- More than 125,000 smokers treated through the OMSC Network
- Identified as a Leading Practice by Accreditation Canada
Reducing Heart Failure Readmissions: Cardiac Telehome Monitoring
Using home monitoring systems, heart failure patients transmit vital medical data, such as weight and vital signs, daily to the Heart Institute. Data indicating a potential problem or need for more information is flagged by nurses, who call patients immediately. Telehome monitoring helps patients stay healthy and improves access to specialized cardiac care across the Champlain Region and throughout Ontario and Canada.
- Reduced hospital readmission of heart failure patients by 54%, saving up to $20,000 for every patient diverted from an emergency visit or a hospital stay
- Reached over 2,000 patients and is the largest acute home monitoring program of its kind in the country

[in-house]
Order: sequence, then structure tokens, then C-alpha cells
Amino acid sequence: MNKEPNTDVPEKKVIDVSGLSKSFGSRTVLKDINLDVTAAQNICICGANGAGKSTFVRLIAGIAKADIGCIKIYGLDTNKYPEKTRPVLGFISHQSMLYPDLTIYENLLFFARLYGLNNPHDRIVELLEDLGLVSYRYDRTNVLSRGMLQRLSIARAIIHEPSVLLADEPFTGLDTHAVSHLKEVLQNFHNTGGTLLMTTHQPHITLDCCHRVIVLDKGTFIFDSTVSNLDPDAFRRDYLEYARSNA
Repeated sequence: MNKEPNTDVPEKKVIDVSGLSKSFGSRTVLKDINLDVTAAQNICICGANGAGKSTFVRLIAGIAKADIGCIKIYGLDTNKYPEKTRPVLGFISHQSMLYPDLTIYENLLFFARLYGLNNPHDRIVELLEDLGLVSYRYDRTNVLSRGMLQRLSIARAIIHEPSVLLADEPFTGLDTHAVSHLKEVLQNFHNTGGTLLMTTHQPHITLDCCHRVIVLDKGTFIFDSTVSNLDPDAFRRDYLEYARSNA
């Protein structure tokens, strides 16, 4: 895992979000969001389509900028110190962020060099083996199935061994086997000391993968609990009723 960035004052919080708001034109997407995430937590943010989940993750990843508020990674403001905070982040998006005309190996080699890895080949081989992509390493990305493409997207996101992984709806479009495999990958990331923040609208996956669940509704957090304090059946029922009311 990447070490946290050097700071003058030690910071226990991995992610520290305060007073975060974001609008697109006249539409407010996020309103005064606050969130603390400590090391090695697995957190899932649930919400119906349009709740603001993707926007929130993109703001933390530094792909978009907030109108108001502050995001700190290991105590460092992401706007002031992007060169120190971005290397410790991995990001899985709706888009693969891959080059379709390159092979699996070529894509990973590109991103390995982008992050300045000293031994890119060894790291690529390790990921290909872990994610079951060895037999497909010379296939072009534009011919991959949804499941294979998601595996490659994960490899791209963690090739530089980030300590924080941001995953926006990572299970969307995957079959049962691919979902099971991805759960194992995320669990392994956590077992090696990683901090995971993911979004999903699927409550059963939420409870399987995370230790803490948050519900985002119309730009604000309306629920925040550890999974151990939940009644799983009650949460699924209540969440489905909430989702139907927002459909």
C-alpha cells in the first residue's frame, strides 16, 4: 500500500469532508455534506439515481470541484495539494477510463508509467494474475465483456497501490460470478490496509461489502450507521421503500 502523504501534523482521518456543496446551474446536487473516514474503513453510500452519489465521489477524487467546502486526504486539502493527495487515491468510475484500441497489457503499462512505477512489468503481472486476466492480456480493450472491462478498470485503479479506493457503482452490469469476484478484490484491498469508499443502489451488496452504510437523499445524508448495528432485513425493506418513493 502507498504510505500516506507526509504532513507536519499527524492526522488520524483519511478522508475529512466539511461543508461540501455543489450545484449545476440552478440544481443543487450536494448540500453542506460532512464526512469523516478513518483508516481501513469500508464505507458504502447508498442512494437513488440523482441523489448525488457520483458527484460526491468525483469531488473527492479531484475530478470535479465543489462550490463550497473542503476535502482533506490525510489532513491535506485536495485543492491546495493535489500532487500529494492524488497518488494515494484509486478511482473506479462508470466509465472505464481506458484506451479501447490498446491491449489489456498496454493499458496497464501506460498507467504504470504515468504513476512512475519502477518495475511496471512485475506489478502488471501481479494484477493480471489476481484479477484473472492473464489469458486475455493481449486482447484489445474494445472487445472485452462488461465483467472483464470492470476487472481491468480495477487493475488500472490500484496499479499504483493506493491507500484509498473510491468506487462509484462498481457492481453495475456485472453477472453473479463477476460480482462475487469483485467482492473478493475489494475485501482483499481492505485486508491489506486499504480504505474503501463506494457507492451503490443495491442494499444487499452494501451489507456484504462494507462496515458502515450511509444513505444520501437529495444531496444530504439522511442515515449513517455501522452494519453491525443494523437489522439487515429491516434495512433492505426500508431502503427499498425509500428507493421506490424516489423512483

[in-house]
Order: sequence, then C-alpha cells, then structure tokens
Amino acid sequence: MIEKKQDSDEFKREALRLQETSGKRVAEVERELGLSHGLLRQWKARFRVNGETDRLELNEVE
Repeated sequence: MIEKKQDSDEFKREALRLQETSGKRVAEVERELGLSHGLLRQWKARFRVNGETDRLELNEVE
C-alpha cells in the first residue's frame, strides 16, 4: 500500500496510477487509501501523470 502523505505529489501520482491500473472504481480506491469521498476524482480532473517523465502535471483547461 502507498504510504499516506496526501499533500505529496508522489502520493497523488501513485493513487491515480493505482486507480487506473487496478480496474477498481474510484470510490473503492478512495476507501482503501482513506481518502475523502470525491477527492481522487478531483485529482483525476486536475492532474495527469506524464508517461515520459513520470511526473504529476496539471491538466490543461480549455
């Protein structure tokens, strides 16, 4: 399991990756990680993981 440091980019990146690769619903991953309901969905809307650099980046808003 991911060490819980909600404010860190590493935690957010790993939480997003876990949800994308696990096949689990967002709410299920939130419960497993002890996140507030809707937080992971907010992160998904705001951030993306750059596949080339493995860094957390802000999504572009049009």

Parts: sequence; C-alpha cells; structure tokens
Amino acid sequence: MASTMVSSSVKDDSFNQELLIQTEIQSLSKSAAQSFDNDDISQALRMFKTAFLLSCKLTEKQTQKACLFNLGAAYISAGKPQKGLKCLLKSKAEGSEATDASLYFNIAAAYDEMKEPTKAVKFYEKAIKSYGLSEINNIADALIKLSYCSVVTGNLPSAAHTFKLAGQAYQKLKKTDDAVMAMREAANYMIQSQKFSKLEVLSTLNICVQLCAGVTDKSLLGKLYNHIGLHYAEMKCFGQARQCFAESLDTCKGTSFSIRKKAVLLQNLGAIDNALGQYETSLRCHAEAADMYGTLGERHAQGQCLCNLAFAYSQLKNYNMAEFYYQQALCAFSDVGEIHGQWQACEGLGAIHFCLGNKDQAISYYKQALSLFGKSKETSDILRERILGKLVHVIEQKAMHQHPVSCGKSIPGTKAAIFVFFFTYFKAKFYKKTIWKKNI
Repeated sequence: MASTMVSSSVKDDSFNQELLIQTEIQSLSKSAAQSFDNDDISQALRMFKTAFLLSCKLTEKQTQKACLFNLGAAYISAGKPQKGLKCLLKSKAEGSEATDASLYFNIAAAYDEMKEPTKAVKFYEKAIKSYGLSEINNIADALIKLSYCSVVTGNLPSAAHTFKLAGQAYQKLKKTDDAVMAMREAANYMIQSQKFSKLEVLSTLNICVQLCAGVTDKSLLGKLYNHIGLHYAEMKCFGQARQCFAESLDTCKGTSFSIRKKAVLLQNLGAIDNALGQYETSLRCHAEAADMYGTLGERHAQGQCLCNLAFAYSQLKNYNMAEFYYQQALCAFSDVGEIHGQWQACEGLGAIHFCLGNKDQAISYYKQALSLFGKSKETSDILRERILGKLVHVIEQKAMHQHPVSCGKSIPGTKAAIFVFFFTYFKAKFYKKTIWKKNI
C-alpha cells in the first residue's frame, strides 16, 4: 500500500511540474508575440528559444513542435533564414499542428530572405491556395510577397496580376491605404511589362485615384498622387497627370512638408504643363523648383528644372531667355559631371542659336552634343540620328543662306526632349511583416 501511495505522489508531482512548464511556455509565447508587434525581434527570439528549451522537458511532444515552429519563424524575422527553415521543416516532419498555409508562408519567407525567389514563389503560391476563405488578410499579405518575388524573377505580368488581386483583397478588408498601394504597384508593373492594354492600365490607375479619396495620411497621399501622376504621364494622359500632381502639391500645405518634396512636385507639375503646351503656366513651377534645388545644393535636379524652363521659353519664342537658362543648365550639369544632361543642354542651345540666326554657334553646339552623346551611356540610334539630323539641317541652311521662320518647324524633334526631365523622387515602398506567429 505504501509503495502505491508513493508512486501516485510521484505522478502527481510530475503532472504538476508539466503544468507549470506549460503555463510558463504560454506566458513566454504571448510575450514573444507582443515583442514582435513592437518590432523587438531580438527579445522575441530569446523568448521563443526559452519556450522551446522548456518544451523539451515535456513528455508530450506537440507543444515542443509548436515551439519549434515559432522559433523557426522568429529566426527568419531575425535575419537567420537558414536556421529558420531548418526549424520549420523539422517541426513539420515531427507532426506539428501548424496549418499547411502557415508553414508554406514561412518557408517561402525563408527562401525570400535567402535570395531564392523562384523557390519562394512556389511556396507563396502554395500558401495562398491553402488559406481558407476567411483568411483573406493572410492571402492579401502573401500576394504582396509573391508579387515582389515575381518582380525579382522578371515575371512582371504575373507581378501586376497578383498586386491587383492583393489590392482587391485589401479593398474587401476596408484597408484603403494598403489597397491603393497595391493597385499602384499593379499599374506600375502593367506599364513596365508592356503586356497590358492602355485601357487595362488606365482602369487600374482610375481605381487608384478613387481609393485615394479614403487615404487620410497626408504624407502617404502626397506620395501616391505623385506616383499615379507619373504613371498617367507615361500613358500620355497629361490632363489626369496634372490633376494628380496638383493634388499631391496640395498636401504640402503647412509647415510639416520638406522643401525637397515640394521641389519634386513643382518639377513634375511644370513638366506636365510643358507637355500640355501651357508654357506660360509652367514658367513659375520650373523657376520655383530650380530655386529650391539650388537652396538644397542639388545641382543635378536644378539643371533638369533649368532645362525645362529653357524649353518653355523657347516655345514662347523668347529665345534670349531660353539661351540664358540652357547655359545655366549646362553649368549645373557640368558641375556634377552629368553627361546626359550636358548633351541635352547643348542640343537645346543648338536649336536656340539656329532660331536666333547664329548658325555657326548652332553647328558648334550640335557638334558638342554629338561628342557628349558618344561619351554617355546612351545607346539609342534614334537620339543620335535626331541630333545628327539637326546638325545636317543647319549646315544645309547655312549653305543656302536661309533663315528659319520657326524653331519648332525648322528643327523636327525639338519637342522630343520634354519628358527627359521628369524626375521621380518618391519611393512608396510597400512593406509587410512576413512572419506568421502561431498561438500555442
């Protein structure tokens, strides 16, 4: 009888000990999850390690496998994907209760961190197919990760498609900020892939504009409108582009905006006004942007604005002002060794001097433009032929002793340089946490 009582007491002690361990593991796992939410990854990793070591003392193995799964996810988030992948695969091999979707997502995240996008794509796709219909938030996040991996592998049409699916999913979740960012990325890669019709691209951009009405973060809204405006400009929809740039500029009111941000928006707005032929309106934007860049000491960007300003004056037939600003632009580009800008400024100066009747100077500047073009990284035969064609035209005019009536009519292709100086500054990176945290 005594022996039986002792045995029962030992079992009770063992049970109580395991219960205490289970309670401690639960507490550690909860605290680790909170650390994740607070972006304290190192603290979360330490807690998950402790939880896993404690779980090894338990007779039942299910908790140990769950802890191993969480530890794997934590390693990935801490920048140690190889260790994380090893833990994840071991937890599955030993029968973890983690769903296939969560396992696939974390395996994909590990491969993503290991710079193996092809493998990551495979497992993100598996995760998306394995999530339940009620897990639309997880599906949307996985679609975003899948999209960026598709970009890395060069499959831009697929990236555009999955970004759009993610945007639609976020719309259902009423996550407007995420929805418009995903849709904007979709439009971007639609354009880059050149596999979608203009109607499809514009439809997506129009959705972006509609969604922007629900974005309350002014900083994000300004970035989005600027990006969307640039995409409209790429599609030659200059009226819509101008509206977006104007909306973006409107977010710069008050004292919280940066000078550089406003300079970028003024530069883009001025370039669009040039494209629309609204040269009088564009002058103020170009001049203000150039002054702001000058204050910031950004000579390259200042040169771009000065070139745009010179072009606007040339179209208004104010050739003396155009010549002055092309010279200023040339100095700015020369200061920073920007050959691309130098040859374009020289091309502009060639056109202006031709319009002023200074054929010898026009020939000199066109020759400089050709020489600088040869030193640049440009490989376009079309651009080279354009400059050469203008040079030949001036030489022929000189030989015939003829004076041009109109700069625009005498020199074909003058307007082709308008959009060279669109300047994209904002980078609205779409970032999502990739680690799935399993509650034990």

- Identified as a Leading Practice by Accreditation Canada
Safe Fitness Options: Heart Wise Exercise
The Heart Wise Exercise (HWE) program works with fitness providers to identify and develop programs and classes that are safe and appropriate for people graduating from cardiovascular or other rehabilitation programs, as well as those at risk of developing a cardiovascular or chronic health issue. The program began in the Ottawa region in 2007 and has since broadened its mandate to other chronic health conditions—particularly stroke and diabetes—and is now available across much of Ontario.
- Now number more than 230 programs province-wide and reach more than 12,500 Ontarians
- In partnership with KidActive, the National Capital YMCA and the Cardiac Health Foundation of Canada, received several grants from the Ontario Trillium Foundation to help grow the program throughout Ontario
Changing the Standard of Care for Heart Failure: The RAFT Trial